How to Make a Movie Trailer. Those big-budget movie trailers require an orchestra and hours at an editing bay, but any aspiring filmmaker can make a trailer to their movie, regardless of the amount of cash in their bank account. And if you have good editing software, a creative mind and a great movie to work with, make a movie trailer that'll advertise your film and expose it to a wider audience.
Watch lots of movie trailers and take notes. The best trailers pull the viewer into the movie's plot and characters without giving away too much. Look at trailers for comedies like "Borat" or "The Simpsons' Movie" for how to use the best bits from a funny movie without revealing the plot. For dramas or indies, look at the classy and haunting images and music in the trailer for "Requiem for a Dream."
Master the use of popular editing software like iMovie or Ulead Video Studio. These software packages contain storyboard, trimming and title functions, and provide access to quick and easy frame transitions. They'll provide most of the visual and audio functions an independent filmmaker needs.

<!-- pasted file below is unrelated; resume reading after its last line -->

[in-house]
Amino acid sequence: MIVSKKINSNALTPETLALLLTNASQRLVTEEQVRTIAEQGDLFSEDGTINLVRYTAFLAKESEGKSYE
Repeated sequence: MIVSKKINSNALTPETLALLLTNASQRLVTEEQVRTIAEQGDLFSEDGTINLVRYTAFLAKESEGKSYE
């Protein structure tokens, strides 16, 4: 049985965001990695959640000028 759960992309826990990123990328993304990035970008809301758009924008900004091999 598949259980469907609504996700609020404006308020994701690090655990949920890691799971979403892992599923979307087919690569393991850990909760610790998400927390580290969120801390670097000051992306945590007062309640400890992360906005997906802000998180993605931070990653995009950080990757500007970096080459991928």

Sketch a storyboard for your trailer. You can use editing software or do it the old-fashioned way, with pen and paper. If you're clear with your concept at the outset, it'll save you time and frustration at the computer later.
Set a budget to make your movie trailer. Decide whether you can use existing footage and music. If you need original music or edited scenes for use in the movie trailer, figure the cost and stick to it.
Contact theaters and movie marketing firms. You'll need to place your trailer in appropriate theaters anywhere from a few months to a year before its release. You may also consider including it on DVD releases of similar films.